The Lost City of Z Movie Review

It’s time for another movie review presented by our good friends over at FatCats Gilbert on the southwest corner of Greenfield and Baseline! FatCats Gilbert is the best place to see all of the latest movies in the most comfortable recliners in the valley!

With today’s movie review we’re talking about one that’s a little bit less known than The Fate of the Furious or Beauty and the Beast. This one has been making festival rounds, and it’s garnering nothing but praise. What I will say is that I didn’t now that this was a true story until the end of the film. I didn’t know a ton about it, but I thought that it was kind of a coincidence that I saw two movies with lost cities in one day. The other one was Smurfs: The Lost Village. Maybe there’s no correlation, but I still think it’s funny. Anyways, let’s talk about The Lost City of Z!

The Lost City of Z is directed by James Gray and stars Charlie Hunnam, Robert Pattinson, Sienna Miller, and Tom Holland. Despite the fact that his colleagues and experience say otherwise, Percival Fawcett, played by Hunnam, believes that there is an unexplored city in the heart of the Amazon. He leaves for many years at a time to pursue the city, and it begins to take a toll on his family and his mental health. He won’t let any of this stop him, and his family has his back as he searches for this fairytale land.

First of all, the performances in this movie are absolutely out-of-this-world. Every single actor completely melded into their characters, and I was sold on each and every person who appeared on-screen. They were given so much humanity and depth by their performances, their relationships, and their story arcs, and I bought all of them and found them interesting. Before seeing this film I would have been excited to see a movie with Charlie Hunnam in it, but I have a whole new appreciation for him as an actor now. I’ve never watched Sons of Anarchy, so my main source of judgment for Hunnam is Pacific Rim. Though I really enjoyed Pacific Rim, I don’t think that there is a single performance that blew me away. Hunnam hooked me into this movie, and lost himself in this character. Also, I didn’t even know that Robert Pattinson was in the film until the end credits. As an actor, he was lost in the shuffle of brilliant characters, and he transformed to fit this role. Next, this film is breathtakingly beautiful. It’s so difficult to not be sucked into the environment of the Amazon, and The Lost City of Z captures the spectacle and scope the river, and the cinematography might just be the best I’ve seen in 2017. All of the natural-looking shots mixed with amazing production design made me feel like I was exploring with this man and going through the river while always in danger. The colors are beautiful, and it gives off the perfect feeling of South America in the 1920s. I also think this is an excellent study of obsession. I always think that giving a character something to obsess over provides them with more depth and gives them something to lose. The build up to the risk-taking is always compelling and entertaining and allows us to invest ourselves in a character, and I think that’s one of the reasons this movie works so well.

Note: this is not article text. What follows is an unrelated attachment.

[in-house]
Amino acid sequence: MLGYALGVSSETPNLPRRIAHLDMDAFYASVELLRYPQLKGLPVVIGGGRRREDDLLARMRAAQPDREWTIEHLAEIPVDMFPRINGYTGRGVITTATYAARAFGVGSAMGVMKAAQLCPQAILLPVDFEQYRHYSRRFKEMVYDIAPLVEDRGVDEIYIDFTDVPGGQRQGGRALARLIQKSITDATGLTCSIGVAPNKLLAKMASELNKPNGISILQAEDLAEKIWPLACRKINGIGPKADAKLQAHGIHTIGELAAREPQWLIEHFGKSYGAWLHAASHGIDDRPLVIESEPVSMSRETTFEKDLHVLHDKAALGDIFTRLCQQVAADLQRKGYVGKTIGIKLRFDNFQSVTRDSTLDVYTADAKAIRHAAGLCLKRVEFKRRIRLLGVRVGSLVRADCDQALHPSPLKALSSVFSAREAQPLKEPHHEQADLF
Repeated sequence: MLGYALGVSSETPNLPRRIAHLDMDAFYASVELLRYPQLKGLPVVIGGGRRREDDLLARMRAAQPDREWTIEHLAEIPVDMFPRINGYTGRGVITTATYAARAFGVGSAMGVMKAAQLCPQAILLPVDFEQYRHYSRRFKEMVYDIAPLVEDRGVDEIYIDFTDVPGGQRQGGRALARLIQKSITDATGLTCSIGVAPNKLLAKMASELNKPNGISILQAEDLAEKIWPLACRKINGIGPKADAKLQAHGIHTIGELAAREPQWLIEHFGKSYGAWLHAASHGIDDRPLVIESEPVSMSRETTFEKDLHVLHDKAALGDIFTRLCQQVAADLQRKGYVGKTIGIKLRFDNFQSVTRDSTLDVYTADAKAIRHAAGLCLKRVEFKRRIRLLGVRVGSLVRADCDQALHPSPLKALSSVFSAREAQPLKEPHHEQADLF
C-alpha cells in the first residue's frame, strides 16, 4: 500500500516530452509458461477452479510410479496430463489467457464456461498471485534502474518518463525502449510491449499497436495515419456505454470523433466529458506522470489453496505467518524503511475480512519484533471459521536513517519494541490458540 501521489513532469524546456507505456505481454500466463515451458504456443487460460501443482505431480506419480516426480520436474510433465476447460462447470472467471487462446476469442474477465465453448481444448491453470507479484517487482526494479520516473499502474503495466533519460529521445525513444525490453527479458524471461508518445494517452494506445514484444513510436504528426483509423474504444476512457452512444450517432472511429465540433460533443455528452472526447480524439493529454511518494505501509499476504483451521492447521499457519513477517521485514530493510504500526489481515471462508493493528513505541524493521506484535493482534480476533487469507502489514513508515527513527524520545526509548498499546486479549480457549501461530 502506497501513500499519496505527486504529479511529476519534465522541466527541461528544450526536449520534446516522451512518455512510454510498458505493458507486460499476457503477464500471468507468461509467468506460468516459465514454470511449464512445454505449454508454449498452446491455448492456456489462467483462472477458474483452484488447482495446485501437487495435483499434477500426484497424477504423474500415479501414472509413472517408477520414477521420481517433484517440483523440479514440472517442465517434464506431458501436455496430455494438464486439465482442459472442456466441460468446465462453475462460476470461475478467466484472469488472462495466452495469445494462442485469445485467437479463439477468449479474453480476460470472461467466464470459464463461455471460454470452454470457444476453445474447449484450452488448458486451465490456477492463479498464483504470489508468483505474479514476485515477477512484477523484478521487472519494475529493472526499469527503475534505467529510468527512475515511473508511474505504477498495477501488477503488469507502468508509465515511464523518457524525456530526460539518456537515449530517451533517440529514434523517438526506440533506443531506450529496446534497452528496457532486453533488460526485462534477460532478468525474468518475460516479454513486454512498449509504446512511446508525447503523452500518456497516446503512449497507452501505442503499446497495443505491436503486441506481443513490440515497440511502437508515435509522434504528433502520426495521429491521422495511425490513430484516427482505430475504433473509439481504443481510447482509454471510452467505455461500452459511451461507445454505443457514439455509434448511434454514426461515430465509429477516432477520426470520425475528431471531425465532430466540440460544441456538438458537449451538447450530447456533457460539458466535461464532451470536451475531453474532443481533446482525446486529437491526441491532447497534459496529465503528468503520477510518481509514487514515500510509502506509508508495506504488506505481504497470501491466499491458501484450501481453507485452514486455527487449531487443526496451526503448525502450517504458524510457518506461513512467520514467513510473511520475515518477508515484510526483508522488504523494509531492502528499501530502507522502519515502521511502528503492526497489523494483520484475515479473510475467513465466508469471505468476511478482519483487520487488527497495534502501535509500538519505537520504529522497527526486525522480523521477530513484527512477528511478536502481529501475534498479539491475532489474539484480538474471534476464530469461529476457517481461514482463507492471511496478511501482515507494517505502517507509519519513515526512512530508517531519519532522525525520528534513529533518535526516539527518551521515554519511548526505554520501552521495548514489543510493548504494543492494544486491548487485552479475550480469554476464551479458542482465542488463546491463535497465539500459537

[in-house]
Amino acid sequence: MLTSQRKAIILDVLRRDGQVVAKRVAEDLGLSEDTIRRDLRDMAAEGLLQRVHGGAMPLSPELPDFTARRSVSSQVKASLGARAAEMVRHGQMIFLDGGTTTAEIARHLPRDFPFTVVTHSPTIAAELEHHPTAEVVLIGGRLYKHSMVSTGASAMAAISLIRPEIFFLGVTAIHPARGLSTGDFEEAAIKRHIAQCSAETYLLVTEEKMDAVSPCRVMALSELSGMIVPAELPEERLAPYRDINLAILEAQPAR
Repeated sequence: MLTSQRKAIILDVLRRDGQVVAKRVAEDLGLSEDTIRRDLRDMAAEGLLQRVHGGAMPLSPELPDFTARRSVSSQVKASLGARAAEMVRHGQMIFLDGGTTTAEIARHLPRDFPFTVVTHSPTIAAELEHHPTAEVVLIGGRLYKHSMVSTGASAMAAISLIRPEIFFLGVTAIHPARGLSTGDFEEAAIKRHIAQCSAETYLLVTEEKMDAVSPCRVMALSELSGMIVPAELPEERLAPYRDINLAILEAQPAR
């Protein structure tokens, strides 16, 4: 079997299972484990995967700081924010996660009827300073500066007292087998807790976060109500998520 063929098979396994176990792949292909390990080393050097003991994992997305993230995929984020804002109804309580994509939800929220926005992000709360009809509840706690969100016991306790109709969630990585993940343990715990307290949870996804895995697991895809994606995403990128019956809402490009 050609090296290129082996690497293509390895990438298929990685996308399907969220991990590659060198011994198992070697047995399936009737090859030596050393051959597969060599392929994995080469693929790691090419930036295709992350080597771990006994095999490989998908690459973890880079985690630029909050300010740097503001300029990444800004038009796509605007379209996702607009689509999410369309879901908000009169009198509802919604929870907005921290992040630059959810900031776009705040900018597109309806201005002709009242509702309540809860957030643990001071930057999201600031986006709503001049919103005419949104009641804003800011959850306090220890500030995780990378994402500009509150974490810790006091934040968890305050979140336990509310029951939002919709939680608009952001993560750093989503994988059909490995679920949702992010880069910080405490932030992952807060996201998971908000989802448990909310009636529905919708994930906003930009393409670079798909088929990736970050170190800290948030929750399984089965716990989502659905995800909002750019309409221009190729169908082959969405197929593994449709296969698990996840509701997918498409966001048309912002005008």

As far as problems go, the film does tend to bite off more than it can chew at some points. There are certain plot points that seemed to be muddled or thrown into the story for the sake of length, and it unfocused the story and messed with pacing. The movie could definitely be cut down by fifteen or twenty minutes, and I think that the story would be tighter and more coherent while still being able to include everything that is vital to the main character and his journey. I never had a problem investing myself in the story or the characters, but it did lack a good sense of coherency that probably could have propelled this to be one of the best films of the year.

Overall, The Lost City of Z is led by an extremely compelling main character, great performances, and beautiful cinematography. This might actually be the best looking movie I’ve seen this year, and I think it’s worth seeing for that aspect alone. I also love stories that focus on obsession, and The Lost City of Z gave me just that. Studies of obsession and passion always give me something to latch onto with a character, and that’s exactly what it did in this movie. I do think that it lacked complete coherency and had some pacing issues, but it’s a beautiful looking film with a very compelling true story and main character, so I was easily able to be sucked in. I’m going to give The Lost City of Z a 7.6/10.

Will you be checking out The Lost City of Z? Comment down in the comment section and let me know! As always, thank you, and keep listening to 88.7 The Pulse!

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Justin Lyons

Hey, it's Justin Lyons! I am the Chief Film Critic for The Pulse. Have any questions for me? Please feel free to email me at movies@pulseradio.fm


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